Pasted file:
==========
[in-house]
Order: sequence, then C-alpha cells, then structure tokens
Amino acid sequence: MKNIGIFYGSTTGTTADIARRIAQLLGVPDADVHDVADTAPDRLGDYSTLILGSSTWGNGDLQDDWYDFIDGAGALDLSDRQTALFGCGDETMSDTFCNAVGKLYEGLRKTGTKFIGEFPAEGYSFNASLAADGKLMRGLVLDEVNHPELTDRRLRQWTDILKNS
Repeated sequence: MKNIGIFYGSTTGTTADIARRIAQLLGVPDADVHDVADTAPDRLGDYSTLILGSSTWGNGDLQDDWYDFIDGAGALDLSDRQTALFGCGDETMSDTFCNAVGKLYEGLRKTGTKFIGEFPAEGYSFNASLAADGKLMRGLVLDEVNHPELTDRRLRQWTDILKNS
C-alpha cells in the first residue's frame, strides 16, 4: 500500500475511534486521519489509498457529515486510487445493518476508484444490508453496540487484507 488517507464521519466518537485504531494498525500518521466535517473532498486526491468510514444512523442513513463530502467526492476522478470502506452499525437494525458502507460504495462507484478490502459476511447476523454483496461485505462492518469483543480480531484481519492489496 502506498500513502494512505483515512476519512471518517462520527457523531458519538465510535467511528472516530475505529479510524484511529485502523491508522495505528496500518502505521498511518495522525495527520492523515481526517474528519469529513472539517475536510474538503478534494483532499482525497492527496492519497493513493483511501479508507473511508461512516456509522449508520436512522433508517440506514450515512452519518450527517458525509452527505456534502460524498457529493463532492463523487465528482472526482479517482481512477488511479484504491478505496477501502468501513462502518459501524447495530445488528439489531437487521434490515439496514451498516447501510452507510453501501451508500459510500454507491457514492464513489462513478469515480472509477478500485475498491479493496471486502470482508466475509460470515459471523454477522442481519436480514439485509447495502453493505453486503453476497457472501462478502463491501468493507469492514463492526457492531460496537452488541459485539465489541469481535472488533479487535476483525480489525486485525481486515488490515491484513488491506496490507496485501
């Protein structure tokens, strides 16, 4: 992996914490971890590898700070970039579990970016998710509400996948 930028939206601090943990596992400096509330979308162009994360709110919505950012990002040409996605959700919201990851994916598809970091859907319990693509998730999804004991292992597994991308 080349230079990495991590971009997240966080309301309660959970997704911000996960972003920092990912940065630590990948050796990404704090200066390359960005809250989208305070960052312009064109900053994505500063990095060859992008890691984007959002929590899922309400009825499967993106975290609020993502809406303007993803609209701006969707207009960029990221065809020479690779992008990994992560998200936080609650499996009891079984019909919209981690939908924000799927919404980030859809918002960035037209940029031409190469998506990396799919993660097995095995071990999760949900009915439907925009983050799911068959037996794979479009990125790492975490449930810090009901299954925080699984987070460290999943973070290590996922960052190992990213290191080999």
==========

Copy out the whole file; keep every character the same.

[in-house]
Order: sequence, then C-alpha cells, then structure tokens
Amino acid sequence: MKNIGIFYGSTTGTTADIARRIAQLLGVPDADVHDVADTAPDRLGDYSTLILGSSTWGNGDLQDDWYDFIDGAGALDLSDRQTALFGCGDETMSDTFCNAVGKLYEGLRKTGTKFIGEFPAEGYSFNASLAADGKLMRGLVLDEVNHPELTDRRLRQWTDILKNS
Repeated sequence: MKNIGIFYGSTTGTTADIARRIAQLLGVPDADVHDVADTAPDRLGDYSTLILGSSTWGNGDLQDDWYDFIDGAGALDLSDRQTALFGCGDETMSDTFCNAVGKLYEGLRKTGTKFIGEFPAEGYSFNASLAADGKLMRGLVLDEVNHPELTDRRLRQWTDILKNS
C-alpha cells in the first residue's frame, strides 16, 4: 500500500475511534486521519489509498457529515486510487445493518476508484444490508453496540487484507 488517507464521519466518537485504531494498525500518521466535517473532498486526491468510514444512523442513513463530502467526492476522478470502506452499525437494525458502507460504495462507484478490502459476511447476523454483496461485505462492518469483543480480531484481519492489496 502506498500513502494512505483515512476519512471518517462520527457523531458519538465510535467511528472516530475505529479510524484511529485502523491508522495505528496500518502505521498511518495522525495527520492523515481526517474528519469529513472539517475536510474538503478534494483532499482525497492527496492519497493513493483511501479508507473511508461512516456509522449508520436512522433508517440506514450515512452519518450527517458525509452527505456534502460524498457529493463532492463523487465528482472526482479517482481512477488511479484504491478505496477501502468501513462502518459501524447495530445488528439489531437487521434490515439496514451498516447501510452507510453501501451508500459510500454507491457514492464513489462513478469515480472509477478500485475498491479493496471486502470482508466475509460470515459471523454477522442481519436480514439485509447495502453493505453486503453476497457472501462478502463491501468493507469492514463492526457492531460496537452488541459485539465489541469481535472488533479487535476483525480489525486485525481486515488490515491484513488491506496490507496485501
């Protein structure tokens, strides 16, 4: 992996914490971890590898700070970039579990970016998710509400996948 930028939206601090943990596992400096509330979308162009994360709110919505950012990002040409996605959700919201990851994916598809970091859907319990693509998730999804004991292992597994991308 080349230079990495991590971009997240966080309301309660959970997704911000996960972003920092990912940065630590990948050796990404704090200066390359960005809250989208305070960052312009064109900053994505500063990095060859992008890691984007959002929590899922309400009825499967993106975290609020993502809406303007993803609209701006969707207009960029990221065809020479690779992008990994992560998200936080609650499996009891079984019909919209981690939908924000799927919404980030859809918002960035037209940029031409190469998506990396799919993660097995095995071990999760949900009915439907925009983050799911068959037996794979479009990125790492975490449930810090009901299954925080699984987070460290999943973070290590996922960052190992990213290191080999």